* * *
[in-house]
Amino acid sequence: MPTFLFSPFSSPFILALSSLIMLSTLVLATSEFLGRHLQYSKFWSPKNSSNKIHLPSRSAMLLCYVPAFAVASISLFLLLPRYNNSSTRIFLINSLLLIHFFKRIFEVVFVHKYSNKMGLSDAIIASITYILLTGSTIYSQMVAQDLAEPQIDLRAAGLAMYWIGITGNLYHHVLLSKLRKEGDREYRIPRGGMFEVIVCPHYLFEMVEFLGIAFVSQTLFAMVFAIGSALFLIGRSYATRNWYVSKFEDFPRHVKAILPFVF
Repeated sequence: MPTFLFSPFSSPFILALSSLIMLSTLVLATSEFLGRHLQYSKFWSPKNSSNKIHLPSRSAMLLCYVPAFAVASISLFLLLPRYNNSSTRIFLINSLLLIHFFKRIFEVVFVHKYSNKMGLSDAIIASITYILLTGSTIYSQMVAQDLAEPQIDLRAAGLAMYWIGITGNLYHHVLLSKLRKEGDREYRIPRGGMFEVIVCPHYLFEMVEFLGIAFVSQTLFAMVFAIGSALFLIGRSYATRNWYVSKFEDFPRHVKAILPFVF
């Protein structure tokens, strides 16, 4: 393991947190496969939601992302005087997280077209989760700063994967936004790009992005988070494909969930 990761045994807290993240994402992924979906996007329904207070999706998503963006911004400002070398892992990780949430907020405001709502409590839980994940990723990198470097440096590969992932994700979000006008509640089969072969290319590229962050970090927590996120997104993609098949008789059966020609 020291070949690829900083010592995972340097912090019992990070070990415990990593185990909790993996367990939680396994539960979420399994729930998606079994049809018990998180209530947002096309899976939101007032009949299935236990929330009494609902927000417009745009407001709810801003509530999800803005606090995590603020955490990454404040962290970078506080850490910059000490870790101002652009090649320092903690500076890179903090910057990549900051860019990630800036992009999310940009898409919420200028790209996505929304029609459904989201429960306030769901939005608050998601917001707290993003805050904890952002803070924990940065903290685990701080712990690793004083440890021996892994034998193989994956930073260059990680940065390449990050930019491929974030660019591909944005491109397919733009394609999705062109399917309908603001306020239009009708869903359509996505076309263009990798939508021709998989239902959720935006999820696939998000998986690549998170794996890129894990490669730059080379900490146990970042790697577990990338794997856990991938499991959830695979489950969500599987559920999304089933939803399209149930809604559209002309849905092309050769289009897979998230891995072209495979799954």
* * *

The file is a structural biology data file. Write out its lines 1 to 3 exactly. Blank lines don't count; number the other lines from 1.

[in-house]
Amino acid sequence: MPTFLFSPFSSPFILALSSLIMLSTLVLATSEFLGRHLQYSKFWSPKNSSNKIHLPSRSAMLLCYVPAFAVASISLFLLLPRYNNSSTRIFLINSLLLIHFFKRIFEVVFVHKYSNKMGLSDAIIASITYILLTGSTIYSQMVAQDLAEPQIDLRAAGLAMYWIGITGNLYHHVLLSKLRKEGDREYRIPRGGMFEVIVCPHYLFEMVEFLGIAFVSQTLFAMVFAIGSALFLIGRSYATRNWYVSKFEDFPRHVKAILPFVF
Repeated sequence: MPTFLFSPFSSPFILALSSLIMLSTLVLATSEFLGRHLQYSKFWSPKNSSNKIHLPSRSAMLLCYVPAFAVASISLFLLLPRYNNSSTRIFLINSLLLIHFFKRIFEVVFVHKYSNKMGLSDAIIASITYILLTGSTIYSQMVAQDLAEPQIDLRAAGLAMYWIGITGNLYHHVLLSKLRKEGDREYRIPRGGMFEVIVCPHYLFEMVEFLGIAFVSQTLFAMVFAIGSALFLIGRSYATRNWYVSKFEDFPRHVKAILPFVF